For the remedies to melancholy, see Burton, R., Anatomy of Melancholy (1621), consulted edition (tr. It. Burton, R., Anatomia della Malinconia con una introduzione di Jean Starobinski, Milano, Feltrinelli 2020).
As regards Robert Burton, I suggest the exhibition “Melancholy: A new Anatomy”, Oxford, Treasury, Weston Library, 29 September 2021 – 20 March 2022, exhibition curated by: Dr Kathryn Murphy, Professor John Geddes, Dr Richard Lawes , Simon D. Kyle, Stephen Puntis , Gulamabbas Lakha, Dr Kate Saunders, Dr Phil Burnet, Joseph Butler.
See more at this web link: https://visit.bodleian.ox.ac.uk/event/melancholy-new-anatomy (last check 10.03.2022).
An interesting new perspective on Dürer’s “Melencolia I” is provided by Mitchell B. Merback, Perfection’s Therapy. An essay on Albrecht Dürer’s Melencolia I, 2017, Zone Books.
[8] As regards see: Wittkower, M. and R., Born Under Saturn, London 1963 (tr. It. Wittkower, M. and R., Nati sotto Saturno. La figura dell’artista dall’Antichità alla Rivoluzione francese, Einaudi, 1968, pp. 112-123);
 
[9] See note n. 6.
[10] Hoare, Ph., Albert and the whale, 4thEstate, Harper Collins Publishers, 2021, p. 42.

 

JEWELS by MELENCOLIA OR THE SATURNINE NATURE OF THE ARTIST

 Dimension 2,31  by Iris Bodemer
Iris Bodemer.
Pendant: Dimension 2,31, 2021.
Copper, kevlar, thermoplastic.
20.5 x 7 x 0.4 cm, 10 x 7 x 4 cm Standing.
Photo by: Nicole Eberwein.
Price: 2000 €.

This pendant is more 2d than 3d – something in between. Inspiration for all works: fractal dimensions. The copper etching, could be printed like Dürers Melencolia.

Work designed for Hannah Gallery for the exhibition Melencolia or the Saturnine Nature of the Artist in 2022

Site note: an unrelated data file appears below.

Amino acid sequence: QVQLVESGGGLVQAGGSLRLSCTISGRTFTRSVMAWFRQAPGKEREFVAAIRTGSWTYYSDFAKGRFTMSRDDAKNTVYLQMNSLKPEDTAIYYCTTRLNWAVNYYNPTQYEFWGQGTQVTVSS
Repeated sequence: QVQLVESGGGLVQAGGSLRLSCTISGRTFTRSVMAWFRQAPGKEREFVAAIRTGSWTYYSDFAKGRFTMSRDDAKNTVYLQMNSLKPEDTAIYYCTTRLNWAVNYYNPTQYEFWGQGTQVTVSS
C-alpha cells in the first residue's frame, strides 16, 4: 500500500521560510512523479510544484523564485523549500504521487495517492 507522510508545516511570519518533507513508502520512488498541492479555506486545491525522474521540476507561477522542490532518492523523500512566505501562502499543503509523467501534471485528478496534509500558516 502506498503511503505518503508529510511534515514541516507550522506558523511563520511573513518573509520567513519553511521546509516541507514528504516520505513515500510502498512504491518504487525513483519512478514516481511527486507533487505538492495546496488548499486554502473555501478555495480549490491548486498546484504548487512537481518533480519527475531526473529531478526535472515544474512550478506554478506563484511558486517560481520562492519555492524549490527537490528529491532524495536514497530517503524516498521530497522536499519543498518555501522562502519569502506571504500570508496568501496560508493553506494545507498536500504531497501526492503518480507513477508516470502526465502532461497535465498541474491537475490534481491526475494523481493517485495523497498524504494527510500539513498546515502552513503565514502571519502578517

.
 Dimension 2,86  by Iris Bodemer
Iris Bodemer.
Pendant: Dimension 2,86, 2021.
Thermoplastic, steel.
28 x 14 x 4.5 cm.
Photo by: Nicole Eberwein.
Price: 1600 €.

This pendant tends to be 3d, coming up of 2d by wearing

Work designed for Hannah Gallery for the exhibition Melencolia or the Saturnine Nature of the Artist in 2022.
 Dimension 3,47  by Iris Bodemer
Iris Bodemer.
Pendant: Dimension 3,47, 2021.
Aluminum, tourmaline, pyrite, prasiolite, mounting adhesive, steel, thermoplastic.
9.5 x 9 x 7 cm.
Photo by: Nicole Eberwein.
Price: 3000 €.

This pendant is obviously 3d tending to the higher dimension, inspiration Marcel Duchamp's "bottle dryer", a 3d-object as the shadow of the 4th dimension, how could this higher dimension look like?
 
Work designed for Hannah Gallery for the exhibition Melencolia or the Saturnine Nature of the Artist in 2022.
 Equilibri #1  by Gigi Mariani
Gigi Mariani.
Brooch: Equilibri #1, 2021.
Silver, Gold.
4 x 4 x 4 cm.
Photo by: Paolo Terzi.
Price: 1800 €.
Silver, 18kt yellow gold, niello, steel
.
Work designed for Hannah Gallery for the exhibition Melencolia or the Saturnine Nature of the Artist in 2022.
 Equilibri #2  by Gigi Mariani
Gigi Mariani.
Brooch: Equilibri #2, 2021.
Silver, 18kt yellow gold, niello, steel.
4 x 4 x 4 cm.
Photo by: Paolo Terzi.
Price: 1800 €.

Work designed for Hannah Gallery for the exhibition Melencolia or the Saturnine Nature of the Artist in 2022.
 Equilibri #3  by Gigi Mariani
Gigi Mariani.
Brooch: Equilibri #3, 2021.
Silver, niello, steel.
4 x 4 x 4 cm.
Photo by: Paolo Terzi.
Price: 1600 €.

Work designed for Hannah Gallery for the exhibition Melencolia or the Saturnine Nature of the Artist in 2022.
 Respiro I  by Yoko Takirai, Pietro Pellitteri
Yoko Takirai; Pietro Pellitteri.
Brooch: Respiro I, 2022.
Silver 925 and hand-hammered micro stainless steel mesh.
7 x 7 x 2 cm.
Price: 1100 €.

Work designed for Hannah Gallery for the exhibition Melencolia or the Saturnine Nature of the Artist in 2022.
 Respiro II  by Yoko Takirai, Pietro Pellitteri
Yoko Takirai; Pietro Pellitteri.
Brooch: Respiro II, 2022.
Silver 925 and hand-hammered micro stainless steel mesh.
7 x 7 x 2 cm.
Price: 1100 €.

Work designed for Hannah Gallery for the exhibition Melencolia or the Saturnine Nature of the Artist in 2022.
 Respiro III  by Yoko Takirai, Pietro Pelletteri
Yoko Takirai; Pietro Pelletteri.
Brooch: Respiro III, 2022.
Silver 925 and hand-hammered micro stainless steel mesh.
7 x 7 x 1.5 cm.
Price: 1100 €.

Work designed for Hannah Gallery for the exhibition Melencolia or the Saturnine Nature of the Artist in 2022.